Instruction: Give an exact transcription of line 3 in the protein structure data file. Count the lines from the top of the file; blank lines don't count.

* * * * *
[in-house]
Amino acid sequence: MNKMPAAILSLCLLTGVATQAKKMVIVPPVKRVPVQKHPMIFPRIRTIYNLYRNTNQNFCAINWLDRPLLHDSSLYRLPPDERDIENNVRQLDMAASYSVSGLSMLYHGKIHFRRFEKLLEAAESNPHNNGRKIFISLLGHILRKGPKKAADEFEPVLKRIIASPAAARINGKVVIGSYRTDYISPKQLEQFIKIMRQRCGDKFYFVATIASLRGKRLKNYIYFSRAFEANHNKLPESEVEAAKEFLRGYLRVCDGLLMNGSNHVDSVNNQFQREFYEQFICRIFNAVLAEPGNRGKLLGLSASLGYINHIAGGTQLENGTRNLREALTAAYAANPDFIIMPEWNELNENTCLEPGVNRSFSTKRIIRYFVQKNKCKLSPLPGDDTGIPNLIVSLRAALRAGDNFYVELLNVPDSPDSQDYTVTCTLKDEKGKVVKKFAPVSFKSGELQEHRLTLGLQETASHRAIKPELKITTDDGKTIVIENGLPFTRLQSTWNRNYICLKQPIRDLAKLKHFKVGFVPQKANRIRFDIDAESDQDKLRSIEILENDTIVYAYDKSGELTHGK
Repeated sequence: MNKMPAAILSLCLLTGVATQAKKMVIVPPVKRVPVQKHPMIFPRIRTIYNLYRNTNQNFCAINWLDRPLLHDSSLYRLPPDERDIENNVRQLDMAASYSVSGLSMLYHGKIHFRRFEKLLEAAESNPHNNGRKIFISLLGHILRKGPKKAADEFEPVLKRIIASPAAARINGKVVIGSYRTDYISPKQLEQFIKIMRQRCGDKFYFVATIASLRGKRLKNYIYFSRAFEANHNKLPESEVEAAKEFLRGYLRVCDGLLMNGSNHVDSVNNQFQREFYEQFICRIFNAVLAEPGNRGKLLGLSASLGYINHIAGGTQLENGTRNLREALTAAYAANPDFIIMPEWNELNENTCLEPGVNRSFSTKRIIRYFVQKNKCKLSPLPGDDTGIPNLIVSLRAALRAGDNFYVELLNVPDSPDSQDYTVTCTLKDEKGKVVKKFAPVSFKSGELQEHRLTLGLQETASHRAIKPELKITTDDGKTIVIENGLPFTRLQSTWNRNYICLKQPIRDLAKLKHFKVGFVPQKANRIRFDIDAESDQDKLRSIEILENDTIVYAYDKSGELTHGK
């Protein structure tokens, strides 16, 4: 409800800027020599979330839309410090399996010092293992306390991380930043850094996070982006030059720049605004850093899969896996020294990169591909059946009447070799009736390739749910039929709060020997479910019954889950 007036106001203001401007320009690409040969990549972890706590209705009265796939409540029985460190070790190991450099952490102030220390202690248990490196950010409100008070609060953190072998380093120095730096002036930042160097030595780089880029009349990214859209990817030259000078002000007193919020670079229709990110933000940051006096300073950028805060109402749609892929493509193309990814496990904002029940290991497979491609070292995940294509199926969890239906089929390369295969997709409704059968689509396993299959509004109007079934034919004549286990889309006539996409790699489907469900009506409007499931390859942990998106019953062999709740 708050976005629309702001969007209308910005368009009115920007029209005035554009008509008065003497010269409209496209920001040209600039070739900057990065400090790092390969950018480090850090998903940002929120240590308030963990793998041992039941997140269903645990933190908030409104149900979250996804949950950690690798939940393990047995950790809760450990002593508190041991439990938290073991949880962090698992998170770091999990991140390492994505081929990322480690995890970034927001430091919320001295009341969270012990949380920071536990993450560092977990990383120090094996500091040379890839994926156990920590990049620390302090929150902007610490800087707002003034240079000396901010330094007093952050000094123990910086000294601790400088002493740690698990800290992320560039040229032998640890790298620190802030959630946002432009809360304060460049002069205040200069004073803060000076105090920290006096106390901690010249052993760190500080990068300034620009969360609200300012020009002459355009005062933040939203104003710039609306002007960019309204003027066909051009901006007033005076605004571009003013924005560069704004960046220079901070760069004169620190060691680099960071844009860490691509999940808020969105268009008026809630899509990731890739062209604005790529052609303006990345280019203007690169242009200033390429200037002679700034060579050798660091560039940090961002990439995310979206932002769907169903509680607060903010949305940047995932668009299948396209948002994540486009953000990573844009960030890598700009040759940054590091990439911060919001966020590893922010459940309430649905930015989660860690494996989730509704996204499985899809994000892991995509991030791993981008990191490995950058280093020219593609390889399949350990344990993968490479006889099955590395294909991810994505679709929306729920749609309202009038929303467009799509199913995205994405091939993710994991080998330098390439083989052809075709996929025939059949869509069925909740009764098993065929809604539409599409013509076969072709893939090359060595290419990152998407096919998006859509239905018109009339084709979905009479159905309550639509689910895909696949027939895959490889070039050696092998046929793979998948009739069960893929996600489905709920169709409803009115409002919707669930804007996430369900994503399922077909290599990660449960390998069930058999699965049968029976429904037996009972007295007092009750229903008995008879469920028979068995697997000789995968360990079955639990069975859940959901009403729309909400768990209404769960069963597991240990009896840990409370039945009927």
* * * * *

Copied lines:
Repeated sequence: MNKMPAAILSLCLLTGVATQAKKMVIVPPVKRVPVQKHPMIFPRIRTIYNLYRNTNQNFCAINWLDRPLLHDSSLYRLPPDERDIENNVRQLDMAASYSVSGLSMLYHGKIHFRRFEKLLEAAESNPHNNGRKIFISLLGHILRKGPKKAADEFEPVLKRIIASPAAARINGKVVIGSYRTDYISPKQLEQFIKIMRQRCGDKFYFVATIASLRGKRLKNYIYFSRAFEANHNKLPESEVEAAKEFLRGYLRVCDGLLMNGSNHVDSVNNQFQREFYEQFICRIFNAVLAEPGNRGKLLGLSASLGYINHIAGGTQLENGTRNLREALTAAYAANPDFIIMPEWNELNENTCLEPGVNRSFSTKRIIRYFVQKNKCKLSPLPGDDTGIPNLIVSLRAALRAGDNFYVELLNVPDSPDSQDYTVTCTLKDEKGKVVKKFAPVSFKSGELQEHRLTLGLQETASHRAIKPELKITTDDGKTIVIENGLPFTRLQSTWNRNYICLKQPIRDLAKLKHFKVGFVPQKANRIRFDIDAESDQDKLRSIEILENDTIVYAYDKSGELTHGK